Taken from Blogging Stocks.com
The Canadian Income Trusts meltdown has been all over the news lately, but it has received only a few mentions thus far on Blogging Stocks. Perhaps investment news north of the border simply don’t make Blogging Stocks’ top ten business stories of the week? But if you appreciate patriotism, allow me to demonstrate some as I add in my two cents. Sometimes, these market turmoils may prove profitable for opportunistic investors.
I’ve been a very disloyal Canadian investor. For the last two years, I’ve only batted eyes at U.S. companies while the Canadian indexes kept creeping higher. However, I’ve recently taken interest in beaten-down Canadian companies such as Loblaw, and Canadian oil and natural gas income trusts. My interest started with these income trusts due to their pricing issues in July and August, as well as the Amanranth hedge fund debacle. Such negative news always peaks the interest for the contrarian in me. I can’t believe my new interest in income trusts has come at such a time of opportunity!
A Quick Re-cap
Not even a month ago, Forbes published an article espousing about what investors should do about Canadian income trusts. But their crystal ball broke when the Canadian Minister of Finance, Jim Flaherty, unleashed a vindictive tax law to levy additional taxes on trusts. The new taxes are vindictive because the decision came on the heels of announcement by three major Canadian corporations to convert into income trusts — Telus, Bell and Encana.
The issue is extremely political, as the Conservative government renegged on their party’s pledge less than a year ago not to impose additional taxes on the trusts. By taxing trust distributions at regular corporate income tax rates, the federal government effectively eliminating the chief advantage of the trust structure as a flow-through entity. Obviously, it’s easier for the government to go after unpaid taxes by a single entity (in this case, the trust or corporation) than wait to audit all the shareholders who are receiving the pass-through dividends.
A Sell-Off Deja Vu?
The income trusts sector fell almost 20% on the first of November, plus an additional 5-6% the next day. The situation stabilized somewhat on Friday, but don’t be surprised if you see more wild swings in the next week and month. Has this happened before? In fact, about five months ago the income trusts sector experienced a similar drop due to uncertainty inspired by comments from the government. A year ago, the income trusts suffered a similar bruising to their ego under the leadership of Ralph Goodale, the former Minister of Finance. Will this iteration of the loop fully realize itself?
Until the law fully passes, it is still filed under uncertainty. Though Jim Flarhety appears to have the resolve to see this through, who is to say that members of their own party are not concerned with the seniors’ voting backlash all over the country? As well as the perceived abandonment of Western businesses, a traditional stronghold for Conservatives?
Will Any Good Come Out Of This?
I belong in the camp that believes income trusts regulations have gone unchecked for far too long. Though I saw the merits of certain businesses to payout their cash flow, it did not make sense for every business. The high payouts severely hamper profitable businesses from increasing their retained earnings, cramping their ability for further growth. Additional trust units need to be constantly issued to fund expansion plans. By forcing investors to be fully responsible for growth plans that may or may not be realized, eventually some businesses are bound to implode. I’ve stayed out of income trusts because I favor organic growth. In my opinion, a corporation such as Bell choosing to convert to income trusts is an admission that they no longer can grow organically and have given up on such ambitions. The reverse argument is that if a company can no longer compound their earnings effectively, then cash distributions may be the best idea.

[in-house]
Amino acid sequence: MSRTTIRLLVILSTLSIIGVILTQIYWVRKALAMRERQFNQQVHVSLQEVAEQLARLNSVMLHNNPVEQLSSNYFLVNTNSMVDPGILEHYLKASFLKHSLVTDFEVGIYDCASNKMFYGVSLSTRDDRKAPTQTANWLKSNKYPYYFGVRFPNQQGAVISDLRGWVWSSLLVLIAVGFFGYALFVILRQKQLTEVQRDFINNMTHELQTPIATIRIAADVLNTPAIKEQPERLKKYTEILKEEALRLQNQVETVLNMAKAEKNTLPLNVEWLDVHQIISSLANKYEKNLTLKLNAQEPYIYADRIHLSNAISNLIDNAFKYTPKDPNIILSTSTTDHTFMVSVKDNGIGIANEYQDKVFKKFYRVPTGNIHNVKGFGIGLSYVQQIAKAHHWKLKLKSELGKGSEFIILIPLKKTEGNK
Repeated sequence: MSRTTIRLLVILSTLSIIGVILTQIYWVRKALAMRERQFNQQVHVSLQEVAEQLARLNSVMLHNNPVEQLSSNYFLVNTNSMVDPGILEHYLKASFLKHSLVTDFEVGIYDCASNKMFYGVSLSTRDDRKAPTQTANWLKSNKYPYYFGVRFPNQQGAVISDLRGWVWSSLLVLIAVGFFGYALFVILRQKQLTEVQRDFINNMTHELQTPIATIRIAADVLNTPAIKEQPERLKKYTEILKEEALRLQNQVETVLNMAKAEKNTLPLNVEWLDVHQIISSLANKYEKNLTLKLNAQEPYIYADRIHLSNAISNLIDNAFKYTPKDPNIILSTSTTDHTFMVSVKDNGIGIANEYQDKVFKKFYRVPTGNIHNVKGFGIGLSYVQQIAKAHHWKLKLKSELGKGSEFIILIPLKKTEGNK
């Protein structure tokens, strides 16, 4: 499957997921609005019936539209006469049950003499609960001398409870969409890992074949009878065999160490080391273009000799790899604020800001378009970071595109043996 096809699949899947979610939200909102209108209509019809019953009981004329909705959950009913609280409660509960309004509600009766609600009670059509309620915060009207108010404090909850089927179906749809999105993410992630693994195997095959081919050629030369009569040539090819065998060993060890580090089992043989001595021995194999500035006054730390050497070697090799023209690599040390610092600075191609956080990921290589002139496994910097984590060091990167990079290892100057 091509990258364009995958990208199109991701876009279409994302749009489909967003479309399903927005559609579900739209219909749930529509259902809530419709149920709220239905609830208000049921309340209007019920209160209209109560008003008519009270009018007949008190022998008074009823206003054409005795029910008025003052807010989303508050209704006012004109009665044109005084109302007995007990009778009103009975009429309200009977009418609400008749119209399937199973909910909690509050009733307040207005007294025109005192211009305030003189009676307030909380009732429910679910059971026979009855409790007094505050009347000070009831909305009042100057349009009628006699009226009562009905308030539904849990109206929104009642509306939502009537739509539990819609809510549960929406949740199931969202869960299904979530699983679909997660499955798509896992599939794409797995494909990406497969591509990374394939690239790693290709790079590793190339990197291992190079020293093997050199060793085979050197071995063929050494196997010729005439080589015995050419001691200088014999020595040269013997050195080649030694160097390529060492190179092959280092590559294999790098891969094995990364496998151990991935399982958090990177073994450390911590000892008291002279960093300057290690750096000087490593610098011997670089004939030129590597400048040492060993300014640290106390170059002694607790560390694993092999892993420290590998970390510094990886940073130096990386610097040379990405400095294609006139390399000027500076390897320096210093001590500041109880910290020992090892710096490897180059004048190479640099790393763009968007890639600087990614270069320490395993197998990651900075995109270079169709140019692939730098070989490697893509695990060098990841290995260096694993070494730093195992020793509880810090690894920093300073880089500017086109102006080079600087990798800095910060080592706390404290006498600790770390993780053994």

Income Trust valuations will keep taking a beating. Lower payouts will mean lower valuations. It is absolutely possible for retiree portfolios who have suffered major setback to get beaten both in the portfolio value and the promised cash flow for the next two years. Those who are getting in now may find themselves entering at a decent support level, as long as they’re prepared for yields to drop from the high teens. But the yields themselves should remain respectable, especially if the interest rate environment remains stable or drops in the near future.
The Next 4 Years
My personal portfolio did take a hit, but not a serious one. I entered my sole position of a Natural Gas Income Trust at a good bottom. The only thing I suffered was that my two week 20% gain was erased. My investment principal has remained intact. I should have used a stop-loss, you say? A stop-loss would not have helped much because it was a small position for me to test the waters. In fact, I’m actually contemplating buying more units, evaluating bruised trusts and enjoying their distribution for at least the next 2 years.
Personally, I believe income trusts will survive just fine. But you must feel for the many Canadians who voted Conservative, who are feeling just as betrayed as Liberal Canadians did during the infamous sponsorship scandal. November 2006 was certainly a month investors will remember!
Vince Chan is an InvestorGeek, and editorializes about investment / financial media at Investorial.com. For an unedited version of this article, visit Investorial.com!